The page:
Intervention Orders and Your Children

Children must be included on Intervention Orders if they have been affected by family violence. Family violence is deemed to have affected children if they have witnessed it or been present when it has occurred, or if they have been exposed to family violence after it has occurred. This can include seeing the police in their house, viewing damaged property, or seeing a parent with injuries resulting from family violence.

If children are named as affected family members on an Intervention Order, the Order’s conditions apply to them. The Court may suspend or cancel any family law order made by the Federal Circuit Court or the Family Law Courts. This means the respondent will not be allowed to spend time with the children as set out in the parenting order until this order has been varied or lifted.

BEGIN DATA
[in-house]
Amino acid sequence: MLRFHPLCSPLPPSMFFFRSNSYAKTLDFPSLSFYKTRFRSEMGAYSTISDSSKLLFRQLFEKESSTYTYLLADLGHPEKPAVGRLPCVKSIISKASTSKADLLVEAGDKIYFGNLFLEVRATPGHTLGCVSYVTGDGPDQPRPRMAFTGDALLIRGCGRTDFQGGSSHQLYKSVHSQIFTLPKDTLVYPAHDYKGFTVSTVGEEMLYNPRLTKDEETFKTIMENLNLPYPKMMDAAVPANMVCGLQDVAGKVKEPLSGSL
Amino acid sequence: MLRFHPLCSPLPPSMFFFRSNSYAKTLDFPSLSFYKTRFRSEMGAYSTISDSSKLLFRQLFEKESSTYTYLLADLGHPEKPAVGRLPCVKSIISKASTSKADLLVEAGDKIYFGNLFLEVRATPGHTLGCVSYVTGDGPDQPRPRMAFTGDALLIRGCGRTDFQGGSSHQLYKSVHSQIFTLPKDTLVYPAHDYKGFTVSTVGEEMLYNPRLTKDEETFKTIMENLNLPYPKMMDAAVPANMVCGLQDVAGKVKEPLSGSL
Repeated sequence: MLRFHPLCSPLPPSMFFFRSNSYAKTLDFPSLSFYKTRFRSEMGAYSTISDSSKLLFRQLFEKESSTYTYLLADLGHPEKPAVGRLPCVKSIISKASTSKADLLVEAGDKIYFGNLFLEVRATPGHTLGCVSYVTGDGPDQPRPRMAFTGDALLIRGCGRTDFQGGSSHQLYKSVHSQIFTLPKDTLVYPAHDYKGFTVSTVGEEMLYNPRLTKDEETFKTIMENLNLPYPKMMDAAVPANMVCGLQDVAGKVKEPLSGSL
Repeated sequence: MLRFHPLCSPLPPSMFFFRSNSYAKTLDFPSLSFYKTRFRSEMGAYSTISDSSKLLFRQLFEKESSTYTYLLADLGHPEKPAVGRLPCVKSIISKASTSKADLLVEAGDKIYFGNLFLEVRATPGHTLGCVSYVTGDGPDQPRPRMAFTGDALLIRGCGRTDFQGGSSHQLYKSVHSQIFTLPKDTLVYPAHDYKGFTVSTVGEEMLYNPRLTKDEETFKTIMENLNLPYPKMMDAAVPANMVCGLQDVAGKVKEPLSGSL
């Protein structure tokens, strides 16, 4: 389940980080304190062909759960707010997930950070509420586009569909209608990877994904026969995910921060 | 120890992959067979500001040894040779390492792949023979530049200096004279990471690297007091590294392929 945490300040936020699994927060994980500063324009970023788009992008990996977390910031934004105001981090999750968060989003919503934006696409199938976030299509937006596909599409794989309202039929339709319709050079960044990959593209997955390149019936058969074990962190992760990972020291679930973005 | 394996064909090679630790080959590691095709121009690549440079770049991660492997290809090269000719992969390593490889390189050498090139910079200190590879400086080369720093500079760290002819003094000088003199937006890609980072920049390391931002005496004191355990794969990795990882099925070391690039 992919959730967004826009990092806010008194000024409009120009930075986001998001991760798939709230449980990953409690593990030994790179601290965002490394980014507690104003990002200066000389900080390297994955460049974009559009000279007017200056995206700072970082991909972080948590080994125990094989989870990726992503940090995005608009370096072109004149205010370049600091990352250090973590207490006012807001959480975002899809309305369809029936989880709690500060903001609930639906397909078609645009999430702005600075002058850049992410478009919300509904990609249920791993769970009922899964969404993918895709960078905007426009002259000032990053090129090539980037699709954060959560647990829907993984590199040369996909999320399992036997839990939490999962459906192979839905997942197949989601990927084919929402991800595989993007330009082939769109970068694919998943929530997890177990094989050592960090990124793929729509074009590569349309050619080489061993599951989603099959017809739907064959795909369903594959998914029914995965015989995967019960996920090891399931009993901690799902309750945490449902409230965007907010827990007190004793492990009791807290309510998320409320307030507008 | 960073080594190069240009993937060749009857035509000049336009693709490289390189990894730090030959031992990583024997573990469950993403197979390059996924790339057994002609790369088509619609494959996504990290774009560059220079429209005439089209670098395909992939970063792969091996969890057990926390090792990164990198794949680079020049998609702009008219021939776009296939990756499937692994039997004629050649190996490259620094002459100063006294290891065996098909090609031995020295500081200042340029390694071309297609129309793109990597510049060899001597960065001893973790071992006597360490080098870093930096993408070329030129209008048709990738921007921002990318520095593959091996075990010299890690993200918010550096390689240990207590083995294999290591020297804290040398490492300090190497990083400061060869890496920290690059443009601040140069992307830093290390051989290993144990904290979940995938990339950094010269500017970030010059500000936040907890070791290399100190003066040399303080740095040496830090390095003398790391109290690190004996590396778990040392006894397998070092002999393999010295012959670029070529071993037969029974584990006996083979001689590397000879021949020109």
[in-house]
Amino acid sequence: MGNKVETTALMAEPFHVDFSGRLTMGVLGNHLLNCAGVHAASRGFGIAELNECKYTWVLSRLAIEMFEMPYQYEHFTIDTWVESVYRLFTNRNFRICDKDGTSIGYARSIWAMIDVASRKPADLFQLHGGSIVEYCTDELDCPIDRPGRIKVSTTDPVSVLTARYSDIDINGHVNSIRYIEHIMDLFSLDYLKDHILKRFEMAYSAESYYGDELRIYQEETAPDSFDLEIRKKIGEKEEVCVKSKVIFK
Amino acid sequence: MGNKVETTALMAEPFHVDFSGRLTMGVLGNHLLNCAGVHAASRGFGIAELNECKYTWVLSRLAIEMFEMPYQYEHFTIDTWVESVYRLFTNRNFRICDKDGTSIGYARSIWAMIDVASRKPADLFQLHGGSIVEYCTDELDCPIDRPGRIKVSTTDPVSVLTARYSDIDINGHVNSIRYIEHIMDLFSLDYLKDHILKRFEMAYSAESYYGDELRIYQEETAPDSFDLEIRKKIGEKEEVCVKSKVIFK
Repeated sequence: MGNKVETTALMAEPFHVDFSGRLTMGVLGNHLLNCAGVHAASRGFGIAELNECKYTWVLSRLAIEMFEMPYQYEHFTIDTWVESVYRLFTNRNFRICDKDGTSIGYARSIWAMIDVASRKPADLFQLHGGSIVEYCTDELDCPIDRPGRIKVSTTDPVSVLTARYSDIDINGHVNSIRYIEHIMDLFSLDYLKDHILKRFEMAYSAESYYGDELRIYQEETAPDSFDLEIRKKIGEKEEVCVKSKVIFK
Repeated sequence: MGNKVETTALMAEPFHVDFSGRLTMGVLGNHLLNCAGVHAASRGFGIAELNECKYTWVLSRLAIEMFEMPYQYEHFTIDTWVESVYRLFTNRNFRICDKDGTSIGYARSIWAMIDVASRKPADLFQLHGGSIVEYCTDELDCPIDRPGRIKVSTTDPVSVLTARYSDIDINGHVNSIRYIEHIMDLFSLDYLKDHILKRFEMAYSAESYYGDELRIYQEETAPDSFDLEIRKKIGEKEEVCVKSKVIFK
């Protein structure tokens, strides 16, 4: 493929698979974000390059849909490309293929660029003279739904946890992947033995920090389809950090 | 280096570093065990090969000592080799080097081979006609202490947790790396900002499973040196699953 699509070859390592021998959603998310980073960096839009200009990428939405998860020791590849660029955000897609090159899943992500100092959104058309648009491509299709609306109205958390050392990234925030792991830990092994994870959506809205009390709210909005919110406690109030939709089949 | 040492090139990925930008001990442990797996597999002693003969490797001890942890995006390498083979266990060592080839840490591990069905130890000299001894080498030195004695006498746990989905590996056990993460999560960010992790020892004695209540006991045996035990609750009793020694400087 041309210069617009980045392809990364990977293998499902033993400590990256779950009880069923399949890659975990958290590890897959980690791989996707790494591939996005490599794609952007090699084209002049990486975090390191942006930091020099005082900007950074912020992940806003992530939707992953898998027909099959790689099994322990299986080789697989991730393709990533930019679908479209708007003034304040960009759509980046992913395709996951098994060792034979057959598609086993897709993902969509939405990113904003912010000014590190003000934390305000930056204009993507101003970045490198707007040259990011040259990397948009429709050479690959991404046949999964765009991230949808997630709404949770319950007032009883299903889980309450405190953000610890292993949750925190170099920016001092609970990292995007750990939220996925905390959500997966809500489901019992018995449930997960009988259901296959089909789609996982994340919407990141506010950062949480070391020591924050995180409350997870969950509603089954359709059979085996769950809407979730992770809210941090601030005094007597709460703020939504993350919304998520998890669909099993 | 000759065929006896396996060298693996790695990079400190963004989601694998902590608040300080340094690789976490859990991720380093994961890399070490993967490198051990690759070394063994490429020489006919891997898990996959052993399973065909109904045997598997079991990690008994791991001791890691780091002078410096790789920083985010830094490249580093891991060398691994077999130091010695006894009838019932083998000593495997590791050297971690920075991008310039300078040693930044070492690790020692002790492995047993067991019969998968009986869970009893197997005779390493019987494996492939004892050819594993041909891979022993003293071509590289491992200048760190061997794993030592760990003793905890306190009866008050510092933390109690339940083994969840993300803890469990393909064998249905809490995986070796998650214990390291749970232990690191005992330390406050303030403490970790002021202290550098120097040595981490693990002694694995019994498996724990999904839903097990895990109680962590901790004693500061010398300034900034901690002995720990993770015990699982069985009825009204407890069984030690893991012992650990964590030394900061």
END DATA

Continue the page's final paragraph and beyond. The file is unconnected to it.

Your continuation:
If you do not report your children’s involvement in family violence, the Magistrate will still ask if they have seen it or been present when it has occurred. Based on your response, the Magistrate may decide to include the children on the Intervention Order, or make a separate Intervention Order on their behalf.

Important Note: An Intervention Order is not a parenting order. If there is disagreement regarding who your children spend time with (or division of property), you can contact the Family Law Courts. If the Department of Health and Human Services (Child Protection) are involved with your children, you must tell your lawyer or the Court about any child protection orders. These will affect what conditions can be on your Intervention Order. For further information about child protection orders, visit the Children’s Court of Victoria website.


This page was last updated: 
Wednesday, November 18, 2015 - 15:39